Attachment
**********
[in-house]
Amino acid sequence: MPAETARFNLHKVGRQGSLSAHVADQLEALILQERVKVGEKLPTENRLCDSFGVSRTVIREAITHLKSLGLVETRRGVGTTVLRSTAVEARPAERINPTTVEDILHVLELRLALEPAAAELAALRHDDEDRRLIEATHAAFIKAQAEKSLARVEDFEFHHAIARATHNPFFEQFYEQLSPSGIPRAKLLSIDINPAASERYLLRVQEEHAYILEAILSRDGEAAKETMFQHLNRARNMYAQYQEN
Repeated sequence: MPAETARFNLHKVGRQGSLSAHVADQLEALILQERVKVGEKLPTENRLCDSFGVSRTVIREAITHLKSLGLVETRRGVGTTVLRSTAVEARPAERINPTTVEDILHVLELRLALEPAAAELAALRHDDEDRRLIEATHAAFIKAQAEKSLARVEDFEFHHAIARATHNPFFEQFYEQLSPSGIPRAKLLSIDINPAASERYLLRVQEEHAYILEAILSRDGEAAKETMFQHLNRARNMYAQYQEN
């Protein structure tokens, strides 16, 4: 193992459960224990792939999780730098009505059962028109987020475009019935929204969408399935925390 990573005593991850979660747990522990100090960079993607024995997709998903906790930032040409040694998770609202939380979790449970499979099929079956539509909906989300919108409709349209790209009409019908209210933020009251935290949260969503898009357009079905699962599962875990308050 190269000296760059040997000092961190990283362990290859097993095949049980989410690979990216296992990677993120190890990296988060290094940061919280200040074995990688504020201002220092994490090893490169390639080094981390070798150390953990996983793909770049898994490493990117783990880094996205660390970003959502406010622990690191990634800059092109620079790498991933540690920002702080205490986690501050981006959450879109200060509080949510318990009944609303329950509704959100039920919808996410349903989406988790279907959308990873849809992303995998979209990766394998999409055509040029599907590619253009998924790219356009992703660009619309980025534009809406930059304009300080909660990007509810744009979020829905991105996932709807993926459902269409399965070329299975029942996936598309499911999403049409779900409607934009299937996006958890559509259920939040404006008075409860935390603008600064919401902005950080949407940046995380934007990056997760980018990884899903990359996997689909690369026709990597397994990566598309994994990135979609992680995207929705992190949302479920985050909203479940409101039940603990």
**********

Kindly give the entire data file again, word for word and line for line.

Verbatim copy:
[in-house]
Amino acid sequence: MPAETARFNLHKVGRQGSLSAHVADQLEALILQERVKVGEKLPTENRLCDSFGVSRTVIREAITHLKSLGLVETRRGVGTTVLRSTAVEARPAERINPTTVEDILHVLELRLALEPAAAELAALRHDDEDRRLIEATHAAFIKAQAEKSLARVEDFEFHHAIARATHNPFFEQFYEQLSPSGIPRAKLLSIDINPAASERYLLRVQEEHAYILEAILSRDGEAAKETMFQHLNRARNMYAQYQEN
Repeated sequence: MPAETARFNLHKVGRQGSLSAHVADQLEALILQERVKVGEKLPTENRLCDSFGVSRTVIREAITHLKSLGLVETRRGVGTTVLRSTAVEARPAERINPTTVEDILHVLELRLALEPAAAELAALRHDDEDRRLIEATHAAFIKAQAEKSLARVEDFEFHHAIARATHNPFFEQFYEQLSPSGIPRAKLLSIDINPAASERYLLRVQEEHAYILEAILSRDGEAAKETMFQHLNRARNMYAQYQEN
């Protein structure tokens, strides 16, 4: 193992459960224990792939999780730098009505059962028109987020475009019935929204969408399935925390 990573005593991850979660747990522990100090960079993607024995997709998903906790930032040409040694998770609202939380979790449970499979099929079956539509909906989300919108409709349209790209009409019908209210933020009251935290949260969503898009357009079905699962599962875990308050 190269000296760059040997000092961190990283362990290859097993095949049980989410690979990216296992990677993120190890990296988060290094940061919280200040074995990688504020201002220092994490090893490169390639080094981390070798150390953990996983793909770049898994490493990117783990880094996205660390970003959502406010622990690191990634800059092109620079790498991933540690920002702080205490986690501050981006959450879109200060509080949510318990009944609303329950509704959100039920919808996410349903989406988790279907959308990873849809992303995998979209990766394998999409055509040029599907590619253009998924790219356009992703660009619309980025534009809406930059304009300080909660990007509810744009979020829905991105996932709807993926459902269409399965070329299975029942996936598309499911999403049409779900409607934009299937996006958890559509259920939040404006008075409860935390603008600064919401902005950080949407940046995380934007990056997760980018990884899903990359996997689909690369026709990597397994990566598309994994990135979609992680995207929705992190949302479920985050909203479940409101039940603990």